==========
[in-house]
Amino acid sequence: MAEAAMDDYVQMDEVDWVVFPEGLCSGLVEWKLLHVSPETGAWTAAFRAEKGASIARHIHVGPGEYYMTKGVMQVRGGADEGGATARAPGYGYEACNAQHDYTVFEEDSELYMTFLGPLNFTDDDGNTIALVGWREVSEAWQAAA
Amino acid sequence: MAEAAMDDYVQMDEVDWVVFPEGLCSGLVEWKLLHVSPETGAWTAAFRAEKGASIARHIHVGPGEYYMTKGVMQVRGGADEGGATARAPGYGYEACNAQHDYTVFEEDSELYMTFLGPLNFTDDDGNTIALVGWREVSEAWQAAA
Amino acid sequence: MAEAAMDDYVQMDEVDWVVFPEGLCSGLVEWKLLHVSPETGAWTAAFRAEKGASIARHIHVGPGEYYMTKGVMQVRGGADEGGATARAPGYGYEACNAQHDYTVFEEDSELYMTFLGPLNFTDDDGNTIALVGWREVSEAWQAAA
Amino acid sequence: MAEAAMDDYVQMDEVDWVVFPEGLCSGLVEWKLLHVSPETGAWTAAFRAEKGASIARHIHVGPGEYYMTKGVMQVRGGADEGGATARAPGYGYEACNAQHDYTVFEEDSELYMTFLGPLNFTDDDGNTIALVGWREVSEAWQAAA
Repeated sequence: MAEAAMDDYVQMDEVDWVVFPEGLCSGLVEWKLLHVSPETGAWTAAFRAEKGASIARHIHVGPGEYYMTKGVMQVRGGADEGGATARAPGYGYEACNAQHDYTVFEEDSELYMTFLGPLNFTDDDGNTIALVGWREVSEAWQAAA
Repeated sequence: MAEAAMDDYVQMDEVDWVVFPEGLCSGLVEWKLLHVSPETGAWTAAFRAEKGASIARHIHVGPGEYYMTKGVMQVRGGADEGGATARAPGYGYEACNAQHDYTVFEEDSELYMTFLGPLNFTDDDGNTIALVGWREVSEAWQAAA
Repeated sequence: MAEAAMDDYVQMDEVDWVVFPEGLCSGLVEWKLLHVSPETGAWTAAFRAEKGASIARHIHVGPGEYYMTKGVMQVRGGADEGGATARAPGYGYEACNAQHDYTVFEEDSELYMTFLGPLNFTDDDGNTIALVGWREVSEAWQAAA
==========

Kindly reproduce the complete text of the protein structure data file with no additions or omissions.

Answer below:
[in-house]
Amino acid sequence: MAEAAMDDYVQMDEVDWVVFPEGLCSGLVEWKLLHVSPETGAWTAAFRAEKGASIARHIHVGPGEYYMTKGVMQVRGGADEGGATARAPGYGYEACNAQHDYTVFEEDSELYMTFLGPLNFTDDDGNTIALVGWREVSEAWQAAA
Amino acid sequence: MAEAAMDDYVQMDEVDWVVFPEGLCSGLVEWKLLHVSPETGAWTAAFRAEKGASIARHIHVGPGEYYMTKGVMQVRGGADEGGATARAPGYGYEACNAQHDYTVFEEDSELYMTFLGPLNFTDDDGNTIALVGWREVSEAWQAAA
Amino acid sequence: MAEAAMDDYVQMDEVDWVVFPEGLCSGLVEWKLLHVSPETGAWTAAFRAEKGASIARHIHVGPGEYYMTKGVMQVRGGADEGGATARAPGYGYEACNAQHDYTVFEEDSELYMTFLGPLNFTDDDGNTIALVGWREVSEAWQAAA
Amino acid sequence: MAEAAMDDYVQMDEVDWVVFPEGLCSGLVEWKLLHVSPETGAWTAAFRAEKGASIARHIHVGPGEYYMTKGVMQVRGGADEGGATARAPGYGYEACNAQHDYTVFEEDSELYMTFLGPLNFTDDDGNTIALVGWREVSEAWQAAA
Repeated sequence: MAEAAMDDYVQMDEVDWVVFPEGLCSGLVEWKLLHVSPETGAWTAAFRAEKGASIARHIHVGPGEYYMTKGVMQVRGGADEGGATARAPGYGYEACNAQHDYTVFEEDSELYMTFLGPLNFTDDDGNTIALVGWREVSEAWQAAA
Repeated sequence: MAEAAMDDYVQMDEVDWVVFPEGLCSGLVEWKLLHVSPETGAWTAAFRAEKGASIARHIHVGPGEYYMTKGVMQVRGGADEGGATARAPGYGYEACNAQHDYTVFEEDSELYMTFLGPLNFTDDDGNTIALVGWREVSEAWQAAA
Repeated sequence: MAEAAMDDYVQMDEVDWVVFPEGLCSGLVEWKLLHVSPETGAWTAAFRAEKGASIARHIHVGPGEYYMTKGVMQVRGGADEGGATARAPGYGYEACNAQHDYTVFEEDSELYMTFLGPLNFTDDDGNTIALVGWREVSEAWQAAA